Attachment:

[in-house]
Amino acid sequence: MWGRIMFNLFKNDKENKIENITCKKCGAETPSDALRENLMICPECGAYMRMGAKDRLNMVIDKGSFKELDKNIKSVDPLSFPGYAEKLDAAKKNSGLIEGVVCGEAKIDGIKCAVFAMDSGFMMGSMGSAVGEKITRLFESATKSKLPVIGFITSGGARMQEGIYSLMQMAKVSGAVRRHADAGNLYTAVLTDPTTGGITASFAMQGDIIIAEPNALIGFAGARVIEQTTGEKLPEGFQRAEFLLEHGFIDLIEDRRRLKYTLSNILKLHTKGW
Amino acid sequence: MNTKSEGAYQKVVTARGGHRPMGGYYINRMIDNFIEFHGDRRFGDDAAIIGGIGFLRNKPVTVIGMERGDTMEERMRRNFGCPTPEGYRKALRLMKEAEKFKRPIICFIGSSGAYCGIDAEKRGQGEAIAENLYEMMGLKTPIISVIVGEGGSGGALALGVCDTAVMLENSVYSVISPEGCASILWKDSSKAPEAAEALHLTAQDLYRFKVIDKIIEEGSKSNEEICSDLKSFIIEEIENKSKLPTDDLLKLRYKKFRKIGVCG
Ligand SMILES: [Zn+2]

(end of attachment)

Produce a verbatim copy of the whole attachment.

[in-house]
Amino acid sequence: MWGRIMFNLFKNDKENKIENITCKKCGAETPSDALRENLMICPECGAYMRMGAKDRLNMVIDKGSFKELDKNIKSVDPLSFPGYAEKLDAAKKNSGLIEGVVCGEAKIDGIKCAVFAMDSGFMMGSMGSAVGEKITRLFESATKSKLPVIGFITSGGARMQEGIYSLMQMAKVSGAVRRHADAGNLYTAVLTDPTTGGITASFAMQGDIIIAEPNALIGFAGARVIEQTTGEKLPEGFQRAEFLLEHGFIDLIEDRRRLKYTLSNILKLHTKGW
Amino acid sequence: MNTKSEGAYQKVVTARGGHRPMGGYYINRMIDNFIEFHGDRRFGDDAAIIGGIGFLRNKPVTVIGMERGDTMEERMRRNFGCPTPEGYRKALRLMKEAEKFKRPIICFIGSSGAYCGIDAEKRGQGEAIAENLYEMMGLKTPIISVIVGEGGSGGALALGVCDTAVMLENSVYSVISPEGCASILWKDSSKAPEAAEALHLTAQDLYRFKVIDKIIEEGSKSNEEICSDLKSFIIEEIENKSKLPTDDLLKLRYKKFRKIGVCG
Ligand SMILES: [Zn+2]